Blood, Feathers and Mirrors

A packed Saturday – wrestling with bamboo, marching against the cuts, seeing United scrape past Southampton – ended with a couple of hours on the sofa at the Belsize Park Everyman watching the outstanding Black Swan.

This film has been both hyped and talked down to a slightly irritating degree (in the same paper, you’ll notice), making it difficult to watch without prejudice. I was expecting it to be pretentious, or at least surreally ridiculous, based on some of what I had read, but I found it chilling, disturbing and deeply enthralling. Those parts of it which were overblown didn’t interfere with my enjoyment at all. It is beautifully filmed, with lots of Hitchcockian jump-shots used to shocking effect, while the metamorphic and hallucinatory sections are handled neatly. Darren Aronofsky has crafted another masterpiece, one which has been running around my head since I saw it.

Thematically it obviously borrows from The Red Shoes, though it’s not really like it in style, and actually it is much closer to The Wrestler – note the parallels at the climax. It also has a bit of Rosemary’s Baby about it as some have noted – the oppressive apartment and particularly the corridor outside have that creepy New York bleakness. Recurrent use of mirrors – intact, fractured, broken – further blurs the lines between reality and dream, with the possibility of erroneous perception spelt out both for the characters and the viewer.

Notwithstanding the spellbinding artistry of the director, Natalie Portman is the headline story in what is certainly her greatest cinematic performance so far. She has long been among my favourite actresses, but Aronofsky seems to have cast her here precisely for her apparent ‘White Swan’-ish shortcomings. Think of Brothers and the underrated Garden State – her acting is exemplary, but that she is acting is always obvious. She is Natalie Portman as Samantha, or Natalie Portman wonderfully playing Grace Cahill, not Grace Cahill herself. I feel as though she hasn’t inhabited a part fully since Leon (admittedly I haven’t sought out The Other Boleyn Girl), and while this doesn’t undermine her ability per se, I do think it has prevented her taking a place among the greats of a not-too-great generation in the eyes of the critical community. Black Swan should definitely set those concerns aside.*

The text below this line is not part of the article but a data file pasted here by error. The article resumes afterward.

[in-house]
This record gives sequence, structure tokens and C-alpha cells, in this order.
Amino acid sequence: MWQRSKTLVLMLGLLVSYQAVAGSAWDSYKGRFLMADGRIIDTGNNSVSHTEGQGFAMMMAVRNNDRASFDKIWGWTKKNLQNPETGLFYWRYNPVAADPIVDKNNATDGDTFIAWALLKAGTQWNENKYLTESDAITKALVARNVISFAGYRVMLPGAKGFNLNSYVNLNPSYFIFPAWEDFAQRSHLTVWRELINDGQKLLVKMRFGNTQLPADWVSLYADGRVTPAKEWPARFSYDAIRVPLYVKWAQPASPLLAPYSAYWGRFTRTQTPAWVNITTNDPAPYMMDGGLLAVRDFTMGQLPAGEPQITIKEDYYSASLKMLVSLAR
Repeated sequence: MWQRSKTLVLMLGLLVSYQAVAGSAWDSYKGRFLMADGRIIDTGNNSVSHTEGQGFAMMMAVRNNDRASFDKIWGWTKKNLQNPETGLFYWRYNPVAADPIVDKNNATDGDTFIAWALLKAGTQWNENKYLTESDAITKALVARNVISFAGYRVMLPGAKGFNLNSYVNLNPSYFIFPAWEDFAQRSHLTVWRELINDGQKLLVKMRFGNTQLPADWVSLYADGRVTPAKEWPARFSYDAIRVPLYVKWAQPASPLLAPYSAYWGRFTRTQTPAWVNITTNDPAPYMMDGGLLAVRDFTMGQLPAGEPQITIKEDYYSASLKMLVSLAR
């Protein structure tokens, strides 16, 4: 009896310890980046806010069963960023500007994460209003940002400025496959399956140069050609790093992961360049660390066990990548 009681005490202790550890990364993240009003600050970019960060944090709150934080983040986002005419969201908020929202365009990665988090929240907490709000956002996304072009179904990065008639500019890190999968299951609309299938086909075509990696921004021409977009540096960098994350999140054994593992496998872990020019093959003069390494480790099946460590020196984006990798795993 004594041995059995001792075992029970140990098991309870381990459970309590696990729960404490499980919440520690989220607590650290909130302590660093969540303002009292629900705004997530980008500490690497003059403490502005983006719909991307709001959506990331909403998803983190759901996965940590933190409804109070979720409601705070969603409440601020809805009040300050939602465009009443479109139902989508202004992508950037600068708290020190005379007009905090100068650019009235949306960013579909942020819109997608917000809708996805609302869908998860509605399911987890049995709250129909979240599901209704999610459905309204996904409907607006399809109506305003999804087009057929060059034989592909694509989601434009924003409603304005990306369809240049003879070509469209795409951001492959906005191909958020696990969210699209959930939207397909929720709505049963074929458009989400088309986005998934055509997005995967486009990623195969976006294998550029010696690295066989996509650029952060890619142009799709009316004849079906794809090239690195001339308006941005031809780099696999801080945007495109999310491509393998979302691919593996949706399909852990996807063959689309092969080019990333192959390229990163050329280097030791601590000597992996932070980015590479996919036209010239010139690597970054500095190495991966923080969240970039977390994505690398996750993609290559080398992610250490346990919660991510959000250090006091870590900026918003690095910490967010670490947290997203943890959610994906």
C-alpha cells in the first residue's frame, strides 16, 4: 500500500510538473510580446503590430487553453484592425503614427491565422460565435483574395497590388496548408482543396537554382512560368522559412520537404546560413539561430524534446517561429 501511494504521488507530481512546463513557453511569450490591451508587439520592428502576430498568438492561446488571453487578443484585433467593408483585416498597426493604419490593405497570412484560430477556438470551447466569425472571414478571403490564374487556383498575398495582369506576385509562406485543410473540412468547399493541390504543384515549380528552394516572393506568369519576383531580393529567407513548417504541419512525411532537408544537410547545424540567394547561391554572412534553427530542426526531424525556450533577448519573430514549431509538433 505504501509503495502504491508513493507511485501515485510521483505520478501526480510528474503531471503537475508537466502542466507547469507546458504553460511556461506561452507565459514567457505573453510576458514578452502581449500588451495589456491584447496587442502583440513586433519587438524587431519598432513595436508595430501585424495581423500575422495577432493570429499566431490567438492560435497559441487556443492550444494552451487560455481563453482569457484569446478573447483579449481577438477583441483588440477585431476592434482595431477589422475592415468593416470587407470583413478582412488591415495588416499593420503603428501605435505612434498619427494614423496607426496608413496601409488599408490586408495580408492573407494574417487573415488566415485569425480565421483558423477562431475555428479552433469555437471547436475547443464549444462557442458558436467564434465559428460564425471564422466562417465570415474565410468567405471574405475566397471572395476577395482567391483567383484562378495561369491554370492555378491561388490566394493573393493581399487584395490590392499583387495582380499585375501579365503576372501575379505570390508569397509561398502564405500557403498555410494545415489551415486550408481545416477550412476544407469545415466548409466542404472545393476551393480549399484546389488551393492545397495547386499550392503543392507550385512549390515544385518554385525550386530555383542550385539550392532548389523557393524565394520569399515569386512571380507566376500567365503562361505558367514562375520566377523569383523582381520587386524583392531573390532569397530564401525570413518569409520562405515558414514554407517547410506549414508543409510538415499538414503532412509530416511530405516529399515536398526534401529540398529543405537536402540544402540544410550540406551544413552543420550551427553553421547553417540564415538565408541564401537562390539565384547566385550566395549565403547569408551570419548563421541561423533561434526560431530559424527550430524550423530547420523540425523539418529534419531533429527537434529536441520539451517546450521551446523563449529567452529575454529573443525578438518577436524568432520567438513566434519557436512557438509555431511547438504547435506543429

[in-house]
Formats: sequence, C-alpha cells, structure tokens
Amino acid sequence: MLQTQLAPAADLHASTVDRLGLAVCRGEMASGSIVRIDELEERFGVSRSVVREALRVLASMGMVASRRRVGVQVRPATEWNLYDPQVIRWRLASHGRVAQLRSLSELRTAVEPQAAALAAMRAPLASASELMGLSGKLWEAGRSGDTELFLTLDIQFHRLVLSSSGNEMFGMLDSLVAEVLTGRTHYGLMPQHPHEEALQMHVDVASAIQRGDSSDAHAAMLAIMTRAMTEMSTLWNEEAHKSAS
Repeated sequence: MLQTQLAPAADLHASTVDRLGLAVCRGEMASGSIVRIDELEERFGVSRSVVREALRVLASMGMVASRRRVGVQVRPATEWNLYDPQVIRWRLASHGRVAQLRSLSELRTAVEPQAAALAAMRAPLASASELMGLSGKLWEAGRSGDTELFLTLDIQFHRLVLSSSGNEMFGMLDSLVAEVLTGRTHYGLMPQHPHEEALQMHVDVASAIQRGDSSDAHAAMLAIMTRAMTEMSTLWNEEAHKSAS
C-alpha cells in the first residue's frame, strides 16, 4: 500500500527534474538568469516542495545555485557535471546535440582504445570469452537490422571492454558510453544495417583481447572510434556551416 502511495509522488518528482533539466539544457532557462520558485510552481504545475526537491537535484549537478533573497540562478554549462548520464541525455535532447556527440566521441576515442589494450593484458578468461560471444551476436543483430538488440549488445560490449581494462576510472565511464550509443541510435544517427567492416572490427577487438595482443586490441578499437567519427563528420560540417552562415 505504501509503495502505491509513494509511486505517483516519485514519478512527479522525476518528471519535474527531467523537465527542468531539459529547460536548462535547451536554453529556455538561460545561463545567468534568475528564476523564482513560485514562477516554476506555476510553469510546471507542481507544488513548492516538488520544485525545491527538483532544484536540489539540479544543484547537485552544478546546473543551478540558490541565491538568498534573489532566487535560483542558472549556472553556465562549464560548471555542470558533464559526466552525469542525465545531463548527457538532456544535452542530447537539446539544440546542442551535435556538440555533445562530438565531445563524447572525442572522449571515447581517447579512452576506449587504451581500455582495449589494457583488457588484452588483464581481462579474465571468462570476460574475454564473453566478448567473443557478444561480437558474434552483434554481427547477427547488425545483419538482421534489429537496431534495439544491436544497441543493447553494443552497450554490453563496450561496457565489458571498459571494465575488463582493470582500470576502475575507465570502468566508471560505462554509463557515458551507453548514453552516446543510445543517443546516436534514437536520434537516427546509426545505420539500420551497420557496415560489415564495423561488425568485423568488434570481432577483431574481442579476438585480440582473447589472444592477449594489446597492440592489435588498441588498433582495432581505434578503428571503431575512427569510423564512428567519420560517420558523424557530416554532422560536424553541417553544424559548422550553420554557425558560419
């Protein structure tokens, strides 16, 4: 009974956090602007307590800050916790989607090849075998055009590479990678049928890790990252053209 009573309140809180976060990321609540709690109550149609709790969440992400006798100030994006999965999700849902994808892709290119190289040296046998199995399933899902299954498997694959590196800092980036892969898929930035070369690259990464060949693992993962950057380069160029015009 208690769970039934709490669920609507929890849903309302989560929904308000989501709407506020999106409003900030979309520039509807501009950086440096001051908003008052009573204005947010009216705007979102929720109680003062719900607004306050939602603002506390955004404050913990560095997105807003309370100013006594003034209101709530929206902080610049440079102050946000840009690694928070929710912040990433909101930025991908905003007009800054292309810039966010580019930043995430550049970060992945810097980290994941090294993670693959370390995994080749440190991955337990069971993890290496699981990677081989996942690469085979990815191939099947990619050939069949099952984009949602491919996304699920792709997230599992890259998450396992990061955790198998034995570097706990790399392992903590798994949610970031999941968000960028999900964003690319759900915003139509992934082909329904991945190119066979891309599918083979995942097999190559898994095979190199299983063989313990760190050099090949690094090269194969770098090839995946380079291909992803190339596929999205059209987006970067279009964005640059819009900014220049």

Among the three main supporting actors, Barbara Hershey is the only one with a part to draw some of the attention away from Portman. Vincent Cassell is fine as the perfectionist director, but it is a rather one-dimensional and stereotypical ‘pedantic mercurial stroppy French artiste’ role. Mila Kunis is also perfectly good as Lily, the mysterious, possibly bisexual, possibly imaginary rival to Portman’s Nina. But precisely because so much of her persona is apparently in Nina’s imagination, the part is fuzzy and amorphous. Kunis achieves this well but it doesn’t allow her to develop the character.

Hershey, though, is quite terrifying in a tremendously dark role as Nina’s mother. A ballerina who either failed or was cursed by becoming pregnant, depending on whose interpretation you prefer, she is bitter, pushy, psychotic, overprotective and abusive. Many of the most memorable non-dance scenes feature her as foil for her daughter’s hallucinations or oppressive experiences, again depending on interpretation.

Lost among the reviewers’ plaudits, the soundtrack was a supplementary star of the film. Not only Tchaikovsky’s exquisite ballet themes, but their reworking and weaving into a wider score by Clint Mansell – yes, that Clint Mansell – alongside the club scene tracks by the Chemical Brothers. The moderato Swan Theme (1m 16s for the tears) is now firmly linked in my mind with the ‘last supper’ scene from Of Gods and Men (a tremendous, heartbreaking film) since seeing that before Christmas, which lent it even greater terrors and poignancy.

A great film, all told, and should deliver an Oscar for Portman at least, and perhaps for Aronofsky too – his resumé is just incredible at this point (though I know a lot of people didn’t like The Fountain – I thought it was fascinating, if utterly bonkers).

*I do think it’s worth noting that, in the language of Black Swan, Portman had begun to ‘let go’ with V for Vendetta and Hotel Chevalier, but the former is deeply flawed and the latter too short to extrapolate from in any meaningful sense. Closer, well, that was such a messy adaptation that it was hard to tell what was going on.

Published in: on January 31, 2011 at 10:42 pm  Comments (2)  

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2 CommentsLeave a comment

  1. Don’t bother seeking out The Other Boleyn Girl, it’s terrible

    • Aha, I thought it might be. I had a chance to see it on TV at Christmas but I think I just watched something about old railways and ate toblerone instead…

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